Back to FISH Vol 29 1
PUBLISHED 1 Mar 2021

The FRDC finds business confidence in the seafood sector remains positive, although there is more it can do to engage stakeholders


By Annabel Boyer

The FRDC’s latest survey of stakeholders engaged in the commercial supply of seafood has found businesses, governments and researchers involved in this aspect of fisheries remain “cautiously optimistic” about the future, despite the challenges of the past year.

The business sentiment survey seeks feedback on the level of commercial confidence in the future of Australian fisheries and aquaculture. It also identifies how effective the FRDC is perceived to be in its investment of industry and government funds, and in communicating its activities.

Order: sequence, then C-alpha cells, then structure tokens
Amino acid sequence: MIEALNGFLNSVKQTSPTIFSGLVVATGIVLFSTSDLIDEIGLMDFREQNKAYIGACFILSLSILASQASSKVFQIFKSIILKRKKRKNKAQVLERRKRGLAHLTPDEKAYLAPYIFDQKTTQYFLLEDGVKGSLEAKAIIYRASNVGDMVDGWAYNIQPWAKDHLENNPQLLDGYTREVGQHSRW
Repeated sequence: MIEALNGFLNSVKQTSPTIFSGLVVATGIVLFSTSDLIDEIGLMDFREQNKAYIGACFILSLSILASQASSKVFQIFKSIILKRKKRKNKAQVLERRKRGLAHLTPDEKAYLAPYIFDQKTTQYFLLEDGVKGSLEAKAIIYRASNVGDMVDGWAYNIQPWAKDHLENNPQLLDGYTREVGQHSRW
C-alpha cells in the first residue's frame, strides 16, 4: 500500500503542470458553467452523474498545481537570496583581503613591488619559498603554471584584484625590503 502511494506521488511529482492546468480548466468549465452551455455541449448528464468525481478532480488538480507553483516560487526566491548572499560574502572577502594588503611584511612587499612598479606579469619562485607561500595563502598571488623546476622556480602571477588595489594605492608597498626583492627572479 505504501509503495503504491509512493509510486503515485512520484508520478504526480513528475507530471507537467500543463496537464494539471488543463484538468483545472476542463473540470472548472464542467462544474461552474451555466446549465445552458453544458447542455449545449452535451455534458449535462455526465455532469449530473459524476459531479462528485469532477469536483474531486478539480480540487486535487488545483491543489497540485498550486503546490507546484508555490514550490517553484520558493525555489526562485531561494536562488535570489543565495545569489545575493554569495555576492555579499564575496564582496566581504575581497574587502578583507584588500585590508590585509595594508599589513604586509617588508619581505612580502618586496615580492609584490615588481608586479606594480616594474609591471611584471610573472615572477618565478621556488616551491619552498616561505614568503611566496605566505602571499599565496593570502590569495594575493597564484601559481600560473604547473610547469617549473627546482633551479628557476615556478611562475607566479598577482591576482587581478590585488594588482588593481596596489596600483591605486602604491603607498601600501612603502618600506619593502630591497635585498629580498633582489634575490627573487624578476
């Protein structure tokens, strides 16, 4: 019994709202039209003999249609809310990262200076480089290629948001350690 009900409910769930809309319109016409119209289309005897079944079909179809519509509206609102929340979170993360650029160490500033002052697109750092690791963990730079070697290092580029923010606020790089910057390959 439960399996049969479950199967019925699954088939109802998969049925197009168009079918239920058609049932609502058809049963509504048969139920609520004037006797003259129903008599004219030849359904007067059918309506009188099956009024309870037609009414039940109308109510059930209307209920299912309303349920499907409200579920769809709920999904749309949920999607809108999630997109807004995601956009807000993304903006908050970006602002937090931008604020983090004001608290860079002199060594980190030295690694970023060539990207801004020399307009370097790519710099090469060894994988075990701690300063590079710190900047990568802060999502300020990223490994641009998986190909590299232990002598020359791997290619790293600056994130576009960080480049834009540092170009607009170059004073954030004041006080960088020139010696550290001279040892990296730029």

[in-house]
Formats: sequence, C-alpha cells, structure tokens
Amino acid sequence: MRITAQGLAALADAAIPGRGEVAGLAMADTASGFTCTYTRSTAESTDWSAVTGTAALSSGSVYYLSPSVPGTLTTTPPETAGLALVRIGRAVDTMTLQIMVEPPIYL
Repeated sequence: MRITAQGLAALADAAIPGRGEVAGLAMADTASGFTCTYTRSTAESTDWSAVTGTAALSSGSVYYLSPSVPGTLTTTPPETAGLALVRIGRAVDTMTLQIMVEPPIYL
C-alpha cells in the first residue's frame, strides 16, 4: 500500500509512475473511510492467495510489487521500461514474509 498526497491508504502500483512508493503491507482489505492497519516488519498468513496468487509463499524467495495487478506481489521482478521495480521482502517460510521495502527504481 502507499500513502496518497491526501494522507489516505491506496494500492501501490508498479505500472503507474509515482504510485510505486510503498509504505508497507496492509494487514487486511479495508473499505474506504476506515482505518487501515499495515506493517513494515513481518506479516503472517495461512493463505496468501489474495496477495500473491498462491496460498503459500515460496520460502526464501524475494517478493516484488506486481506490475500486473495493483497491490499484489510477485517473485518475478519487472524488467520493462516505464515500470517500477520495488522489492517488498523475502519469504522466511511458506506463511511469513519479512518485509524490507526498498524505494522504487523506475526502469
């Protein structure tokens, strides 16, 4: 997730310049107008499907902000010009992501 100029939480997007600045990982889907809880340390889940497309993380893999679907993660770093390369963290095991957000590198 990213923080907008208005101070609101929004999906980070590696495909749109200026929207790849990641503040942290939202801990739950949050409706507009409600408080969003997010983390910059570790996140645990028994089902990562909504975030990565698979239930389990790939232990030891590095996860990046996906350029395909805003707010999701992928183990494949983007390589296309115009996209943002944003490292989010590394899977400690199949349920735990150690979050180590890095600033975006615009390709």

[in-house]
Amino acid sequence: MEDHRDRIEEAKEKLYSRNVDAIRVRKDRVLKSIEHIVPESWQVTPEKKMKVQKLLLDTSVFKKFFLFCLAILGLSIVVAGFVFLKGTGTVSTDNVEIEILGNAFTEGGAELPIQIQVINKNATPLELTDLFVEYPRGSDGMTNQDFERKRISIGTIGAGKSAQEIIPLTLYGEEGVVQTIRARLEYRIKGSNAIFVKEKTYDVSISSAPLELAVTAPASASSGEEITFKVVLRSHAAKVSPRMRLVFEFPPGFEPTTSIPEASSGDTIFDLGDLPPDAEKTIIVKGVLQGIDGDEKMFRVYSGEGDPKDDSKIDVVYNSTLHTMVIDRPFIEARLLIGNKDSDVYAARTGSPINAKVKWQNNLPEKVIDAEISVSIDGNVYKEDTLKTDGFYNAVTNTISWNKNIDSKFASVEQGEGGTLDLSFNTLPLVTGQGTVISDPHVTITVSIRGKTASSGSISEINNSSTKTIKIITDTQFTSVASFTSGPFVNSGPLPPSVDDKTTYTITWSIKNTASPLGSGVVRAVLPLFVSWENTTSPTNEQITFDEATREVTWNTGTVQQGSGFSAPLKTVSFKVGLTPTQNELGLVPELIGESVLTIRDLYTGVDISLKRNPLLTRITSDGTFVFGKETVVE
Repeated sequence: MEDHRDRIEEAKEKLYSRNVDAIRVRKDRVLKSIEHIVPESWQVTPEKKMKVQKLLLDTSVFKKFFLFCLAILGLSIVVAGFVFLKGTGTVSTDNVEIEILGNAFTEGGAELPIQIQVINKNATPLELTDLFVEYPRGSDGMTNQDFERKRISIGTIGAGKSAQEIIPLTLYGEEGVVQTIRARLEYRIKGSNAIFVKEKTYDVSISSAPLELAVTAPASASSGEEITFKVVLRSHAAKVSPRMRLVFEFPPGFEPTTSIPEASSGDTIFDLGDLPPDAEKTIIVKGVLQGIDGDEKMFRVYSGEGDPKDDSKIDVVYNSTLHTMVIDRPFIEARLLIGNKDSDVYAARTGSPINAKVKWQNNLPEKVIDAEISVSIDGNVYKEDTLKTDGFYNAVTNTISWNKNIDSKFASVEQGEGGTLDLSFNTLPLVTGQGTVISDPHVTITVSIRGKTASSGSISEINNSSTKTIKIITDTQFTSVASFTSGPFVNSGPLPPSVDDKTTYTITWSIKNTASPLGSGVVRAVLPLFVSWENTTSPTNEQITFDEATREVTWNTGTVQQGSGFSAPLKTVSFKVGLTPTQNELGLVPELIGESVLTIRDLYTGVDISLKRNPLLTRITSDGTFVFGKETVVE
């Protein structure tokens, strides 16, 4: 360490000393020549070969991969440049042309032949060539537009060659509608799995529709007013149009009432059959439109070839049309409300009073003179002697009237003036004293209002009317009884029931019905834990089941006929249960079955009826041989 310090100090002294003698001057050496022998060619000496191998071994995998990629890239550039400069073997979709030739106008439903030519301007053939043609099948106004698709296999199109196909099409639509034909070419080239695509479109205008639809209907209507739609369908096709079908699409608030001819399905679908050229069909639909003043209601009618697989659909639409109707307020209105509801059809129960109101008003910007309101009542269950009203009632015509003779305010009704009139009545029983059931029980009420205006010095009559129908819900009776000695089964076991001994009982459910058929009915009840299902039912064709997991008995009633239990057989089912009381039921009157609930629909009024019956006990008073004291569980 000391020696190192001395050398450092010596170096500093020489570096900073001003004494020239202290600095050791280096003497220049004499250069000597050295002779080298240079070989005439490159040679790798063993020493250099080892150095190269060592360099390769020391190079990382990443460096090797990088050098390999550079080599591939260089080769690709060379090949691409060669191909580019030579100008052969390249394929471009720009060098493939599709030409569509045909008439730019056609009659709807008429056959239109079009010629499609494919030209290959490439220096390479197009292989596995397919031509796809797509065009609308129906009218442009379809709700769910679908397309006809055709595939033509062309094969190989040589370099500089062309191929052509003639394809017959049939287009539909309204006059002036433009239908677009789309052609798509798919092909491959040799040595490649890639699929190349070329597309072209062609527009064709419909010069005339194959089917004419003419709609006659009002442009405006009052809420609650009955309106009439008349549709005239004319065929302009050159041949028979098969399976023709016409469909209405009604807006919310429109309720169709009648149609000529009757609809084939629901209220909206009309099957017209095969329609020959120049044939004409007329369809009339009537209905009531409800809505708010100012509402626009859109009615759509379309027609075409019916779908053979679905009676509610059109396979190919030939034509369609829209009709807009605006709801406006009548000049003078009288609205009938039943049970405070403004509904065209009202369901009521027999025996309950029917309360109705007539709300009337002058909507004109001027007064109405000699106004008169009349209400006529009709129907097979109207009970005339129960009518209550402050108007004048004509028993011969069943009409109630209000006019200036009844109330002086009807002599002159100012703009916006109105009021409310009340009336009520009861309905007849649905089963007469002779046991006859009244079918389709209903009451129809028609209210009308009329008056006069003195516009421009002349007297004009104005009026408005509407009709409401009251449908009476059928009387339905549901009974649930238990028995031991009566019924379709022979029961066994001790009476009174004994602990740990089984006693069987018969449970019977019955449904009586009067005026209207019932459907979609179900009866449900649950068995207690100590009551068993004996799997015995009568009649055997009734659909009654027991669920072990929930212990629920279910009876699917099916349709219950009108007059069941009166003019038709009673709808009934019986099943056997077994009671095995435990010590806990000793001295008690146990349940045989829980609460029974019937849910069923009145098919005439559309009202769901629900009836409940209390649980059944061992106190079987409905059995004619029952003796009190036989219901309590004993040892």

While the FRDC’s stakeholders are diverse and include commercial fishing, aquaculture, Indigenous fishing and recreational fishing, this 2020 survey only targeted those involved in the seafood supply chain. Intuitive Solutions used online and telephone interviews to collect feedback from 347 participants across the country in November and December.

fish, filleting fish

Photo: afael Ben-Ari /123rf


Supply chain stakeholders

Targeted stakeholders were grouped according to their role in the seafood supply and production chain as:
■ active seafood businesses, working in aquaculture or commercial fishing;  
■ supply chain businesses, working as exporters, processors, retailers or wholesalers; and
■ non-business resource management stakeholders, working in government, research or Indigenous organisations.